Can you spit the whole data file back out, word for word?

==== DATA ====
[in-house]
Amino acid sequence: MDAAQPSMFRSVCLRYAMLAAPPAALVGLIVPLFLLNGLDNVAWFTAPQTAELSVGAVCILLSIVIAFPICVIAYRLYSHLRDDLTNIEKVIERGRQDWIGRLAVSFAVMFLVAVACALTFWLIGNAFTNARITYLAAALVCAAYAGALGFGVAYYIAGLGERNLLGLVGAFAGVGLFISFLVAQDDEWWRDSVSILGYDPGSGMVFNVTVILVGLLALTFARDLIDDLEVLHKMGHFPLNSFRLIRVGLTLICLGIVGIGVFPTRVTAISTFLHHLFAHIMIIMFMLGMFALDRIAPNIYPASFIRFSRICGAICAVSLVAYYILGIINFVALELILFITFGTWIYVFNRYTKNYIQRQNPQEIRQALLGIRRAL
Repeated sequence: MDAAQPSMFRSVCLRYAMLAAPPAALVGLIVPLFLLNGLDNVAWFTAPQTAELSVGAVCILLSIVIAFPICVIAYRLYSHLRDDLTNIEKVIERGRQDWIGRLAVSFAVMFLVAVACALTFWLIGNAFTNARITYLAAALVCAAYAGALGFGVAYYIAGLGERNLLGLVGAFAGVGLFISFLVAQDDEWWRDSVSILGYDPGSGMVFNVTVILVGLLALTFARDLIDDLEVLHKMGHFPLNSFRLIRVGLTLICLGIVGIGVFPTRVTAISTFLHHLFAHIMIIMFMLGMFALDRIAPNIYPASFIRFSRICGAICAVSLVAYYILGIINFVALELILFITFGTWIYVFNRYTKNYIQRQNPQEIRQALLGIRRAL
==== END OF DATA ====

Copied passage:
[in-house]
Amino acid sequence: MDAAQPSMFRSVCLRYAMLAAPPAALVGLIVPLFLLNGLDNVAWFTAPQTAELSVGAVCILLSIVIAFPICVIAYRLYSHLRDDLTNIEKVIERGRQDWIGRLAVSFAVMFLVAVACALTFWLIGNAFTNARITYLAAALVCAAYAGALGFGVAYYIAGLGERNLLGLVGAFAGVGLFISFLVAQDDEWWRDSVSILGYDPGSGMVFNVTVILVGLLALTFARDLIDDLEVLHKMGHFPLNSFRLIRVGLTLICLGIVGIGVFPTRVTAISTFLHHLFAHIMIIMFMLGMFALDRIAPNIYPASFIRFSRICGAICAVSLVAYYILGIINFVALELILFITFGTWIYVFNRYTKNYIQRQNPQEIRQALLGIRRAL
Repeated sequence: MDAAQPSMFRSVCLRYAMLAAPPAALVGLIVPLFLLNGLDNVAWFTAPQTAELSVGAVCILLSIVIAFPICVIAYRLYSHLRDDLTNIEKVIERGRQDWIGRLAVSFAVMFLVAVACALTFWLIGNAFTNARITYLAAALVCAAYAGALGFGVAYYIAGLGERNLLGLVGAFAGVGLFISFLVAQDDEWWRDSVSILGYDPGSGMVFNVTVILVGLLALTFARDLIDDLEVLHKMGHFPLNSFRLIRVGLTLICLGIVGIGVFPTRVTAISTFLHHLFAHIMIIMFMLGMFALDRIAPNIYPASFIRFSRICGAICAVSLVAYYILGIINFVALELILFITFGTWIYVFNRYTKNYIQRQNPQEIRQALLGIRRAL